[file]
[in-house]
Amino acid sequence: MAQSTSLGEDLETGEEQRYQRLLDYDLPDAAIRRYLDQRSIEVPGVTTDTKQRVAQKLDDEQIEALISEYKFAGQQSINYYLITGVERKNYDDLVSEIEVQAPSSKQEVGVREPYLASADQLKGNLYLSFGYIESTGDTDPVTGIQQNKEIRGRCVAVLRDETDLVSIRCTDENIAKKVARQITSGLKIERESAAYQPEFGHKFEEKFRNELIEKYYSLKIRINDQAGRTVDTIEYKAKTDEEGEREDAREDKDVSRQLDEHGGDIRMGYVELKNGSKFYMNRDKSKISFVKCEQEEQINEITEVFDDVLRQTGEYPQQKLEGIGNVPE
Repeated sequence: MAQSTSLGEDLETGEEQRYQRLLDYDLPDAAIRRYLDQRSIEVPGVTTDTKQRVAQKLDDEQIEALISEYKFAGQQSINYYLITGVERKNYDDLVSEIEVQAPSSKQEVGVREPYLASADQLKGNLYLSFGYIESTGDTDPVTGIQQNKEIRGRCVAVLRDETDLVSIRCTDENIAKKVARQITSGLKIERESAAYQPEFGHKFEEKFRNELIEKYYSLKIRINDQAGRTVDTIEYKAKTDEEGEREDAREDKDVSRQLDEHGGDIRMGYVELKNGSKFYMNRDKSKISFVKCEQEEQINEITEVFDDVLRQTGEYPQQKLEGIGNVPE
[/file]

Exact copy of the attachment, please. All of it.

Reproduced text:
[in-house]
Amino acid sequence: MAQSTSLGEDLETGEEQRYQRLLDYDLPDAAIRRYLDQRSIEVPGVTTDTKQRVAQKLDDEQIEALISEYKFAGQQSINYYLITGVERKNYDDLVSEIEVQAPSSKQEVGVREPYLASADQLKGNLYLSFGYIESTGDTDPVTGIQQNKEIRGRCVAVLRDETDLVSIRCTDENIAKKVARQITSGLKIERESAAYQPEFGHKFEEKFRNELIEKYYSLKIRINDQAGRTVDTIEYKAKTDEEGEREDAREDKDVSRQLDEHGGDIRMGYVELKNGSKFYMNRDKSKISFVKCEQEEQINEITEVFDDVLRQTGEYPQQKLEGIGNVPE
Repeated sequence: MAQSTSLGEDLETGEEQRYQRLLDYDLPDAAIRRYLDQRSIEVPGVTTDTKQRVAQKLDDEQIEALISEYKFAGQQSINYYLITGVERKNYDDLVSEIEVQAPSSKQEVGVREPYLASADQLKGNLYLSFGYIESTGDTDPVTGIQQNKEIRGRCVAVLRDETDLVSIRCTDENIAKKVARQITSGLKIERESAAYQPEFGHKFEEKFRNELIEKYYSLKIRINDQAGRTVDTIEYKAKTDEEGEREDAREDKDVSRQLDEHGGDIRMGYVELKNGSKFYMNRDKSKISFVKCEQEEQINEITEVFDDVLRQTGEYPQQKLEGIGNVPE